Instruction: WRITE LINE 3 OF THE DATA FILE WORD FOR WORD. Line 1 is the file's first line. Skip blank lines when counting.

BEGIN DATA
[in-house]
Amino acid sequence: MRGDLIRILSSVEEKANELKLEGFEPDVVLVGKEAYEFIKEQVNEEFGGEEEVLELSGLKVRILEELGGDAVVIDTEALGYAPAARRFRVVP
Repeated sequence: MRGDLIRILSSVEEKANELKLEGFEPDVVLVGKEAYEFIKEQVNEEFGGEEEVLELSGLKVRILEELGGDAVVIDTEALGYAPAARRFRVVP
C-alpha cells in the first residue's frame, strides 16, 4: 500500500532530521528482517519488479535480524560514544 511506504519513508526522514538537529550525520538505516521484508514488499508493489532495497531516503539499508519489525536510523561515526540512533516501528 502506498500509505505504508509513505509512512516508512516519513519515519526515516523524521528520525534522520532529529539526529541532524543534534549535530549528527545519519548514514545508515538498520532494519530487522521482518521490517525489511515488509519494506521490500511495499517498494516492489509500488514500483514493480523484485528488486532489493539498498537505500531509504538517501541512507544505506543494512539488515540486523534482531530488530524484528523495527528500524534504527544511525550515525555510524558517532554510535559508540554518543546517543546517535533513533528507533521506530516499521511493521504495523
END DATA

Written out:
Repeated sequence: MRGDLIRILSSVEEKANELKLEGFEPDVVLVGKEAYEFIKEQVNEEFGGEEEVLELSGLKVRILEELGGDAVVIDTEALGYAPAARRFRVVP